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The World Bank supports long- delayed plans by Uganda to build a new $400-million hydropower plant on the Nile, but the extent of its financial involvement is yet to be decided, the international lender said yesterday.
State-owned media in the east African country had said Bank President Paul Wolfowitz pledged to fund construction of the troubled Bujagali dam when he met Uganda's President Yoweri Museveni in Washington D.C. last week.
The 250 megawatt plant would slash the nation's crippling electricity shortages, but the project has repeatedly floundered amid claims of bribery and a campaign by a small but vocal environmental lobby.
In a statement, the bank said it had confirmed its support for the Bujagali plans, but was waiting for the government to finalise talks with private investors.
"World Bank Group financial support of this project will require a transparent and competitive bidding process for the hydropower plant and transmission line," it said.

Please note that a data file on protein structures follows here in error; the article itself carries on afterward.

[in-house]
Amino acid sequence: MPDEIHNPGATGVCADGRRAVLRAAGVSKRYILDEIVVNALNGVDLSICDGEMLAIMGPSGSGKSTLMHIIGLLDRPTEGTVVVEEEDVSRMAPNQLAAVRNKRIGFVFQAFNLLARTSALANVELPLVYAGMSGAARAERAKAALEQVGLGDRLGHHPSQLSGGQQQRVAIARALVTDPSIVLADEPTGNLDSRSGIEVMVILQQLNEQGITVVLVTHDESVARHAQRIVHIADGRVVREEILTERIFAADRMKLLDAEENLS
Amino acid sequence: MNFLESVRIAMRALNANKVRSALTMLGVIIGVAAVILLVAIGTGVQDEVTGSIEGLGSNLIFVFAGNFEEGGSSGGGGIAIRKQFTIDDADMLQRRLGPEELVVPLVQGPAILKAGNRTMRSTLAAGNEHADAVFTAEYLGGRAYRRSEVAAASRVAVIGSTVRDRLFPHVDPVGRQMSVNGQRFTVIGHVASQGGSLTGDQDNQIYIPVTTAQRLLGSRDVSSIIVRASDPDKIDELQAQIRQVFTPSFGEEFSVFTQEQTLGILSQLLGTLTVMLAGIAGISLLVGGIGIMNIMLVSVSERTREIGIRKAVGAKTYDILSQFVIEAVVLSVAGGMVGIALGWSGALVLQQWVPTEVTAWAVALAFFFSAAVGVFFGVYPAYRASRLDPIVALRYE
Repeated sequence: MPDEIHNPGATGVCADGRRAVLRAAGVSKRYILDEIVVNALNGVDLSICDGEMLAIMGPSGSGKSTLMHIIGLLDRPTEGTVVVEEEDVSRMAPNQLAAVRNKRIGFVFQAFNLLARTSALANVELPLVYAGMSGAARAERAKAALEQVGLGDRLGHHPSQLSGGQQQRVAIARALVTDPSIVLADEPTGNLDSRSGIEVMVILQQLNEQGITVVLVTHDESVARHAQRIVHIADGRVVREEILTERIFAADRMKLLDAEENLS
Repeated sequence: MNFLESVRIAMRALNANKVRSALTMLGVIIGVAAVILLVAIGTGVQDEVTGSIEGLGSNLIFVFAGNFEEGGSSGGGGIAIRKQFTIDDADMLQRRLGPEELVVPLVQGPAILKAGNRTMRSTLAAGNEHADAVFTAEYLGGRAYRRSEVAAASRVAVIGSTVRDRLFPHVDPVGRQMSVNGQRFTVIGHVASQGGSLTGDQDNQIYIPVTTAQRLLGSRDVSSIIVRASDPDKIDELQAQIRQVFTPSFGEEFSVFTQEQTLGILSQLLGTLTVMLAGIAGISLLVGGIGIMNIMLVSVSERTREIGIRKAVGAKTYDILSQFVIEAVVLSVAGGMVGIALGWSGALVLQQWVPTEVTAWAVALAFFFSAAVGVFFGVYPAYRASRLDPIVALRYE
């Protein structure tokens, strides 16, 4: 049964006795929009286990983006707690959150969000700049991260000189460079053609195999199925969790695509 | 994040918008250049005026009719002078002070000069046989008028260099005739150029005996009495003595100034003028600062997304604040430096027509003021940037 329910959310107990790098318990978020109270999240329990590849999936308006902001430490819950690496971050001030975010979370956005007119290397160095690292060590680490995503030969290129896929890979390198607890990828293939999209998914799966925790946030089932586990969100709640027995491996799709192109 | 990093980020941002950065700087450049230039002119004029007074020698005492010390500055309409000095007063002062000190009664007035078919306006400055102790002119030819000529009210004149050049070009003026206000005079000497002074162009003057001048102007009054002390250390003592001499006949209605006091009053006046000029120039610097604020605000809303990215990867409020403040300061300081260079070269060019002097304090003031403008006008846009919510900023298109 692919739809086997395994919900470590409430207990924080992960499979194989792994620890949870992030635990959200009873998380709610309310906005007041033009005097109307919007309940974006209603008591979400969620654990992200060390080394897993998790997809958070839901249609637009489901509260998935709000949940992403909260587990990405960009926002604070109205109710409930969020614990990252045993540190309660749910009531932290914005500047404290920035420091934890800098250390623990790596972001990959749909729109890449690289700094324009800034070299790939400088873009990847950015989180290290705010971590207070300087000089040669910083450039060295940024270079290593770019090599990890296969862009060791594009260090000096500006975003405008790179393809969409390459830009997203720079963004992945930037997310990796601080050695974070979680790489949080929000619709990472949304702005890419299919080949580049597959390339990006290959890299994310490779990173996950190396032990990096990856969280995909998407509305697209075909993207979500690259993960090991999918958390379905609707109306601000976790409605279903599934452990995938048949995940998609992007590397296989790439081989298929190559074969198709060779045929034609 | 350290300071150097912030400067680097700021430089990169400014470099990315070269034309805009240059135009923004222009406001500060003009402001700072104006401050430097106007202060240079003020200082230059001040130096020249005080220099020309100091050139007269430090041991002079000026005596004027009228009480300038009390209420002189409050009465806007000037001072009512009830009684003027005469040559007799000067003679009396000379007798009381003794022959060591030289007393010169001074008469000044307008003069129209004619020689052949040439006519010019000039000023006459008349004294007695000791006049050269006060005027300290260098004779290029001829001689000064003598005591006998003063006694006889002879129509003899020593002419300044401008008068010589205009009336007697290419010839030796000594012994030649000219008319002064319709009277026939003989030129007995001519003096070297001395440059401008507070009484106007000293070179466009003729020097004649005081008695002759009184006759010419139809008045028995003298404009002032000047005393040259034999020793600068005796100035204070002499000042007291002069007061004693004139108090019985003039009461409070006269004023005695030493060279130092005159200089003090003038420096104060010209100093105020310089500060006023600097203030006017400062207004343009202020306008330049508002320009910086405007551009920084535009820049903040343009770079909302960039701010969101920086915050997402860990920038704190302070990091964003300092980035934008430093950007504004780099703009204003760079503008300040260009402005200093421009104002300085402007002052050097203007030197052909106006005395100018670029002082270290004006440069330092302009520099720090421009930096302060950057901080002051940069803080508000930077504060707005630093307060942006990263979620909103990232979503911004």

The project would have to comply with the bank's environmental and social policies, it added.
A bank official in Kampala said it was hoped the government would finish talks by the end of October.
Even though less than 5% of Uganda's 25-million people have access to the national grid, the system is struggling as demand rises at about eight percent a year.
The government installed a 50 MW diesel generator in the capital Kampala earlier this year, but it is proving increasingly expensive because of high fuel costs.
In addition to Bujagali there are plans for a smaller 200 MW dam downstream on the Nile at Karuma Falls, but neither project will come online for several years.
Additional information: 28 Sept 2005
News date: 30/09/2005